All Saints Church
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(for the official All Saints Church Site, visit http://www.allsaints-greatholland.co.uk)
A short guide to All Saints Parish Church, Great Holland
(written by Simon Wallis)
As you approach the church, your first glimpse of it will be of the fine pre-Tudor red brick tower. This was built over a period of seven years between 1413 and 1420 and houses a ring of eight bells given by the Baron Bell Trust in 1930.
The original church also dated from 1413 but fell into such a state of disrepair that it was demolished in 1865.The foundation stone for the present church was laid on the 25th May 1866 and the church was rebuilt in that year to the designs of Sir Arthur Bloomfield.The majority of this work was paid for by the rector, Rev Richard Joyne.
The churchyard is entered by a lych gate built in the early 1930's. The timber is solid Suffolk oak from Redgrove Park, Suffolk. The tiles, all 1100 of them , came from a house in Colchester, now demolished, and the 500 bricks used in its construction were hand made at Marks Tey, near Colchester so that they would match those in the tower.
The church is entered through the South Porch, which was paid for as a gift by Mr Charles Hicks, who lived at Great Holland Hall next to the Church.
Once inside the church one of the first things you notice is the great Tower Arch. The lower oak screen with its diamond-paned glass and double doors was given by Mr Edgar Hodgkins, who lived at Woodcote,now Wood Hall, Church Lane around 1908-1909, in gratitude for a 'merciful recovery from a very serious operation'. The upper screen, also of oak, was added by public subscription in May 1966 to commemorate the centenary of the rebuilding of the church.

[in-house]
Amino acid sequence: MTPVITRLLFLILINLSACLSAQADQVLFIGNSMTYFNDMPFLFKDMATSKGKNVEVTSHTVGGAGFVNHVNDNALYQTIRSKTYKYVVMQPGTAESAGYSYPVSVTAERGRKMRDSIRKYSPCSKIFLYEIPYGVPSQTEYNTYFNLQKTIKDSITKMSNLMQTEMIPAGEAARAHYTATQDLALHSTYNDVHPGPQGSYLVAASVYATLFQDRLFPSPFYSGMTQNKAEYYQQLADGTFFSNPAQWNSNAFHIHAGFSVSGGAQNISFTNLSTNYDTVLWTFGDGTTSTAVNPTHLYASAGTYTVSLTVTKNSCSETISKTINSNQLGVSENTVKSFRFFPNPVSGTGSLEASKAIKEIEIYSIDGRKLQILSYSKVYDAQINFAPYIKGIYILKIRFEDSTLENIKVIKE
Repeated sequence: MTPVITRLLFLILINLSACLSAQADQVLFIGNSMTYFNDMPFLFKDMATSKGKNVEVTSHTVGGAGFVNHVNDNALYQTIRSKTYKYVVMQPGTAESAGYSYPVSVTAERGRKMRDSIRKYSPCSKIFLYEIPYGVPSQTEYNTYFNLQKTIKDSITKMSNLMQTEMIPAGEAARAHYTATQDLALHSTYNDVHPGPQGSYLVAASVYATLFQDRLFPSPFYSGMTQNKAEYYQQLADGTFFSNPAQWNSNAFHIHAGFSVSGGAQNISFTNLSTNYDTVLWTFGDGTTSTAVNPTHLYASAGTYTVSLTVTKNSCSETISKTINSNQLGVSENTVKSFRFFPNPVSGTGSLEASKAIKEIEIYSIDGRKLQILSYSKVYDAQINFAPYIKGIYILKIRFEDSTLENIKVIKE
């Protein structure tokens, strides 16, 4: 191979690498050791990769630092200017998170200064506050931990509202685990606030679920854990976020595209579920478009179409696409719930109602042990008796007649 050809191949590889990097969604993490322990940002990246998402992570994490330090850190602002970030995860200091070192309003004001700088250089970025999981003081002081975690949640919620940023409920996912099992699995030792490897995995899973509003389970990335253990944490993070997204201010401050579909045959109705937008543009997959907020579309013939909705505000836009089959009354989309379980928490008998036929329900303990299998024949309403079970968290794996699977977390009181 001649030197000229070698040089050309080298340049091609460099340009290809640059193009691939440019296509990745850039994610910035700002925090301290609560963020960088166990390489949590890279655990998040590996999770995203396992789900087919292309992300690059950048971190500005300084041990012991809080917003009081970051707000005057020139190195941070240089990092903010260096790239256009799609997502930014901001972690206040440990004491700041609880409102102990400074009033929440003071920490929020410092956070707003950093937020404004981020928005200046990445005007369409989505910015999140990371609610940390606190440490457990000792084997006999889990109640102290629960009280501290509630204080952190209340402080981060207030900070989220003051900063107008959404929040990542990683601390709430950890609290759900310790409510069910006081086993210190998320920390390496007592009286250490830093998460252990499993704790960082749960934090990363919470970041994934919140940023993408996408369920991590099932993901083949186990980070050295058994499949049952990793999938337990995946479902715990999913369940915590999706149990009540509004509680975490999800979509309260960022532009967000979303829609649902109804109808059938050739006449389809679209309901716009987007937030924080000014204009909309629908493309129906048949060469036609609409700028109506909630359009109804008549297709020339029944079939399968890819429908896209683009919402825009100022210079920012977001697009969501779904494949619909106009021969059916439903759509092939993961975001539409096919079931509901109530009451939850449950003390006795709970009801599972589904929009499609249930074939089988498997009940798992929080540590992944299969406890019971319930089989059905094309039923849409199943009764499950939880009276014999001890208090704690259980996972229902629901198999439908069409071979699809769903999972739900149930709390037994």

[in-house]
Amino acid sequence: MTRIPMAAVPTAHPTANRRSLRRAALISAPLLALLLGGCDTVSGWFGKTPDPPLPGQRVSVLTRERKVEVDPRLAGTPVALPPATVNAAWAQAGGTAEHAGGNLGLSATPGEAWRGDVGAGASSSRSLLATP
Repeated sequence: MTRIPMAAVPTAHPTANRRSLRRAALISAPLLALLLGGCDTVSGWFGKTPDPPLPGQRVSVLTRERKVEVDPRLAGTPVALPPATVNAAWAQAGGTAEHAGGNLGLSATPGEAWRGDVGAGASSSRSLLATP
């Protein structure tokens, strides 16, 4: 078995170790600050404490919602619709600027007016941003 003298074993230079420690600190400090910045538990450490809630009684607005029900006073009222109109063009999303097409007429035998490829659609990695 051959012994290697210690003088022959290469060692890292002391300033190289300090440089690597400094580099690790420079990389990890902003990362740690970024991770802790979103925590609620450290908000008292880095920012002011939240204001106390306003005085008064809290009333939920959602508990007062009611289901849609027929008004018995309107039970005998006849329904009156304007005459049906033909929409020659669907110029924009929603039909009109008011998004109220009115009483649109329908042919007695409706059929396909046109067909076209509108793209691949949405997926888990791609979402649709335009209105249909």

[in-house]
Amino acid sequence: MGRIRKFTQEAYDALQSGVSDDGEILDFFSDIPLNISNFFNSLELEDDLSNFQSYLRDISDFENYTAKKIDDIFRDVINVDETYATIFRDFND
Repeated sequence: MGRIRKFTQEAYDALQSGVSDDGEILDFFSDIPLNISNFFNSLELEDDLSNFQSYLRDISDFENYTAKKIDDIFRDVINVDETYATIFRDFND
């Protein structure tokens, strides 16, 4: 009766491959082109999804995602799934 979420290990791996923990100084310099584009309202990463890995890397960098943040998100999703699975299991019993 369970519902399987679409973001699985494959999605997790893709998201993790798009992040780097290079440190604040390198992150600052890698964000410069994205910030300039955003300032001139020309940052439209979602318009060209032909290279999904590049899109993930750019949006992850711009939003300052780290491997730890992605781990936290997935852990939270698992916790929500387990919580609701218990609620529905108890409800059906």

Near to the Tower Arch is the octagonal stone font, the cover of which was given in memory of Mr Harry Linefan Hodgkins by his wife after his death in 1917.
In 1979 when the north aisle roof needed renewing, two rows of pews were removed from the tower end to make its use more flexible. The windows in the north aisle still contain their original stained glass, the windows in the south wall of the nave also originally had stained glass in them (very similar in pattern to the Chancel windows). In 1955, when one of them needed repairing, it was decided that the stained glass in all three should be removed and replaced with plain glass to allow more light in. only the top three panels still contain the original stained glass.
The East window in the Chancel was the personal gift of the Rector, the Reverend Richard Joynes, and so he reserved the right to chose the artist. He chose the firm of Ward and Hughes, but insisted on making many alterations to their original designs. One thing to note is that in every scene Our Lord has his hands raised. The furniture and organ in the Chancel are all in oak (the organ having an oak case). The furniture was given in 1915 by a 'generous donor' but the organ was given in 1909 by Mr John Lyon Corser.
On the North wall of the Chancel is a large monument in memory of Henry George Rice, Rector of Great Holland. It was made by the sculptor 'Hinchcliff' and was removed from the old church before its demolition.
A tablet on the inside wall of the vestry records that it was added to the church in the summer of 1916.
In complete confidence
The donor was Mr Edgar E Hodgkins of Woodcote, now Wood Hall, Church Lane. The original vestry appears to have been a small room at the rear of the organ.
That Victory will be given us
An act of Faith and Thanksgiving
Try clicking on the angel or click here for a sombre thought-provoking moment.
For a history of All Saints Church Fete and the Rectory, again written by Simon Wallis,
try a look at the Fete page.
Picture of All Saint's Church kindly provided by Mike and Gill Harvey
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